To be honest, we're stalling because we really don't know the answer to your question. One thing we have realized is that crabgrass is an annual weed, with shallow roots. Starve it of light and water, don't let it go to seed, and it should be gone. Of course, you will always get seeds from other places, but if you are vigilant and pull it out as soon as it appears, that can be minimized. We found a website from One-Stop Tree and Lawn Care with a section on crabgrass that had some good suggestons. From the Home Improvement News and Information Center, read this article Prevent or Eliminate Crabgrass in Your Lawn. From the website All About Lawns, read the 10 Steps to Become Crabgrass Free. 

Finally, since it really is too hot to be planting much in the way of native plants, or anything else for that matter, you might consider this article on Soil Solarization from  Arid-Southwestern Gardening Information. Perhaps an area you are not ready to plant yet, but where lawn was and crabgrass is would be a good candidate for this. 

We agree with you on avoiding the chemicals in your crabgrass warfare. You don't want to risk contaminating your soil nor take the chance of accidental damage to nearby desirable plants. We think continuing to mulch and hopefully shade out the crabgrass, pulling out what does emerge, and never allowing it to go to seed (which it will do all season), although labor-intensive, is the best and most environmentally friendly way to go.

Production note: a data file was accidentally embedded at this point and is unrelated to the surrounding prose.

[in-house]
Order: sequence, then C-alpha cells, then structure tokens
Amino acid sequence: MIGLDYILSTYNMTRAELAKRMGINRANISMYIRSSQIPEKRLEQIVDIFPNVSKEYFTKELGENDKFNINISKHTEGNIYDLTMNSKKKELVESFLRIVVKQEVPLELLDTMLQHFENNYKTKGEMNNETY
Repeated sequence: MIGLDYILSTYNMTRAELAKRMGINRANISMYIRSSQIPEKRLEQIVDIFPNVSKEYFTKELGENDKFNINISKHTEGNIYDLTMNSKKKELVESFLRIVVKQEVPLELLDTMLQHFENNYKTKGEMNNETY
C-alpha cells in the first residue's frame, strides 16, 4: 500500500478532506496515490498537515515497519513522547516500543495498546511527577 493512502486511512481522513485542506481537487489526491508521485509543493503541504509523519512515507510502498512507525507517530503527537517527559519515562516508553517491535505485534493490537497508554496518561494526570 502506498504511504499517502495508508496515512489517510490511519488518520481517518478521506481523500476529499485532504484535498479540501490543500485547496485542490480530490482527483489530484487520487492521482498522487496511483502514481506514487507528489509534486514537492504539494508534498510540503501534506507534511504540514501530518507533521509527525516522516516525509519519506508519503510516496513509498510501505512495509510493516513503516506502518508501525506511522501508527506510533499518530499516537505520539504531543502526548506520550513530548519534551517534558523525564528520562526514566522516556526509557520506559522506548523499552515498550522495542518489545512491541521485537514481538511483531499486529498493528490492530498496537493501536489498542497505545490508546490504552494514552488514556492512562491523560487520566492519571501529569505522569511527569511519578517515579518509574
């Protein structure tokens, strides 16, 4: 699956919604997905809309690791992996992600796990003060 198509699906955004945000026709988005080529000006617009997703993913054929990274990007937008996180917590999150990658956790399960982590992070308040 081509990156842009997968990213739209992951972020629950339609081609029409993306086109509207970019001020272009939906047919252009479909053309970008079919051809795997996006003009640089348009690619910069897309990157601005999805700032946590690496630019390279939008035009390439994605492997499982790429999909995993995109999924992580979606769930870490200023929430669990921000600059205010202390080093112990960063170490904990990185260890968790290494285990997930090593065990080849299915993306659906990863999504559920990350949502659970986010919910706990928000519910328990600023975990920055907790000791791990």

And to be sure you know your enemy, here are pictures of crabgrass. 



More Invasive Plants Questions

Fighting Sandburs with Bluebonnets in Austin, Planting Bluebonnets in Caliche soil
September 22, 2010 - Mr. Smarty Plants, In my continuing fight against sandspurs I've decided that if I plant a copious amount of bluebonnets seeds that the foliage will choke out the sandspurs because bluebonnets set...
view the full question and answer

Brown, dry leaves on weeping willow tree
May 01, 2008 - We live in central TX and have just planted a weeping willow tree. Our back yard has a retention pond and ravine that parallels our property and we were told that the weeping willow will do perfectly ...
view the full question and answer

Care for a Campsis radicans in Yakima, WA
October 08, 2008 - I have a Campsis radicans it is in a 7" pot and the plant is 20" tall. It was a clipping given to me by a lady that is now out of town. My question is: I live in zone 6a so do I leave it in the p...
view the full question and answer

Sandbur invasion in Mission TX
June 08, 2011 - I have a spiny sandbur invasion in my yard. Even the dog tiptoes around to do her business. Because I live in Mission, TX, this weed acts like a perennial and is constantly growing (no winter freezes...
view the full question and answer

Skunk cabbage for Houston TX
September 19, 2009 - Can you find skunk cabbage in the Houston, Texas area?
view the full question and answer

Support the Wildflower Center by Donating Online or Becoming a Member today.
© 2016 Lady Bird Johnson Wildflower Center